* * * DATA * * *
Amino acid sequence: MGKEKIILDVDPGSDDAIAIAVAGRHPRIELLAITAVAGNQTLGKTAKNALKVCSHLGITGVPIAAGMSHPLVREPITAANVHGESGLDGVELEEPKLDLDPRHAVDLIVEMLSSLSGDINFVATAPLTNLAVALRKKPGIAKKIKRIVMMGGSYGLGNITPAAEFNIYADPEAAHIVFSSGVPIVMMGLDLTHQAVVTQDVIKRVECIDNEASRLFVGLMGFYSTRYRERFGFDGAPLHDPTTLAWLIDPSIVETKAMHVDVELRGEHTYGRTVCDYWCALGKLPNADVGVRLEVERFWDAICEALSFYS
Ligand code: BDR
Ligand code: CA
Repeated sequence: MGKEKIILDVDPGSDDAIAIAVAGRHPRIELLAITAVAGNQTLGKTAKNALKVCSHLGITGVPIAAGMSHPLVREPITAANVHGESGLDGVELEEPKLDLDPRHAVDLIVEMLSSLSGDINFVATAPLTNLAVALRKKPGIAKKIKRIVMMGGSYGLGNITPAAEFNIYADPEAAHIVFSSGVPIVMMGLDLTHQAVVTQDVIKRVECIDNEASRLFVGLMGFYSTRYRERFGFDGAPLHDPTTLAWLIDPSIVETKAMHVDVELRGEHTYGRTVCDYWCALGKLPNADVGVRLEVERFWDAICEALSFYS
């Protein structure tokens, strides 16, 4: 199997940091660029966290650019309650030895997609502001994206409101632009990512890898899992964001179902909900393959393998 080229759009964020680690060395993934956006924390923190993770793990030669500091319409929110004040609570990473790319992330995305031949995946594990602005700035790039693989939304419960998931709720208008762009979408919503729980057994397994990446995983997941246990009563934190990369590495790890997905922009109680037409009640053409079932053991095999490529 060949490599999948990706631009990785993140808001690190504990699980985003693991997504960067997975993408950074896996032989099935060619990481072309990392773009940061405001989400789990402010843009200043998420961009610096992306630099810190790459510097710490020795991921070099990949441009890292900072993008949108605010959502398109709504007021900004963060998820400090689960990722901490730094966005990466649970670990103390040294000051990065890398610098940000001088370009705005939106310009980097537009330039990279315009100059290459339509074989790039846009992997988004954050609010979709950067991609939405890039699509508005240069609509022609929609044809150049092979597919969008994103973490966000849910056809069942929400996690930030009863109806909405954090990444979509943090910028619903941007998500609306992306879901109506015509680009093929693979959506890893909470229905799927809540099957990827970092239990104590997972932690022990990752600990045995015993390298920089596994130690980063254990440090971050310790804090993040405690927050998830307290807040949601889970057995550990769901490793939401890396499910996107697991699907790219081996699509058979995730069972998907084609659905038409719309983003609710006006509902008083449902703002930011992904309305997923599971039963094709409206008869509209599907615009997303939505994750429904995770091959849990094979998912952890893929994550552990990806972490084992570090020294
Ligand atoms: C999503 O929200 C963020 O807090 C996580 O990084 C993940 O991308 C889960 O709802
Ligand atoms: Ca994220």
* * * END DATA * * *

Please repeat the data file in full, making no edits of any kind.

Amino acid sequence: MGKEKIILDVDPGSDDAIAIAVAGRHPRIELLAITAVAGNQTLGKTAKNALKVCSHLGITGVPIAAGMSHPLVREPITAANVHGESGLDGVELEEPKLDLDPRHAVDLIVEMLSSLSGDINFVATAPLTNLAVALRKKPGIAKKIKRIVMMGGSYGLGNITPAAEFNIYADPEAAHIVFSSGVPIVMMGLDLTHQAVVTQDVIKRVECIDNEASRLFVGLMGFYSTRYRERFGFDGAPLHDPTTLAWLIDPSIVETKAMHVDVELRGEHTYGRTVCDYWCALGKLPNADVGVRLEVERFWDAICEALSFYS
Ligand code: BDR
Ligand code: CA
Repeated sequence: MGKEKIILDVDPGSDDAIAIAVAGRHPRIELLAITAVAGNQTLGKTAKNALKVCSHLGITGVPIAAGMSHPLVREPITAANVHGESGLDGVELEEPKLDLDPRHAVDLIVEMLSSLSGDINFVATAPLTNLAVALRKKPGIAKKIKRIVMMGGSYGLGNITPAAEFNIYADPEAAHIVFSSGVPIVMMGLDLTHQAVVTQDVIKRVECIDNEASRLFVGLMGFYSTRYRERFGFDGAPLHDPTTLAWLIDPSIVETKAMHVDVELRGEHTYGRTVCDYWCALGKLPNADVGVRLEVERFWDAICEALSFYS
């Protein structure tokens, strides 16, 4: 199997940091660029966290650019309650030895997609502001994206409101632009990512890898899992964001179902909900393959393998 080229759009964020680690060395993934956006924390923190993770793990030669500091319409929110004040609570990473790319992330995305031949995946594990602005700035790039693989939304419960998931709720208008762009979408919503729980057994397994990446995983997941246990009563934190990369590495790890997905922009109680037409009640053409079932053991095999490529 060949490599999948990706631009990785993140808001690190504990699980985003693991997504960067997975993408950074896996032989099935060619990481072309990392773009940061405001989400789990402010843009200043998420961009610096992306630099810190790459510097710490020795991921070099990949441009890292900072993008949108605010959502398109709504007021900004963060998820400090689960990722901490730094966005990466649970670990103390040294000051990065890398610098940000001088370009705005939106310009980097537009330039990279315009100059290459339509074989790039846009992997988004954050609010979709950067991609939405890039699509508005240069609509022609929609044809150049092979597919969008994103973490966000849910056809069942929400996690930030009863109806909405954090990444979509943090910028619903941007998500609306992306879901109506015509680009093929693979959506890893909470229905799927809540099957990827970092239990104590997972932690022990990752600990045995015993390298920089596994130690980063254990440090971050310790804090993040405690927050998830307290807040949601889970057995550990769901490793939401890396499910996107697991699907790219081996699509058979995730069972998907084609659905038409719309983003609710006006509902008083449902703002930011992904309305997923599971039963094709409206008869509209599907615009997303939505994750429904995770091959849990094979998912952890893929994550552990990806972490084992570090020294
Ligand atoms: C999503 O929200 C963020 O807090 C996580 O990084 C993940 O991308 C889960 O709802
Ligand atoms: Ca994220």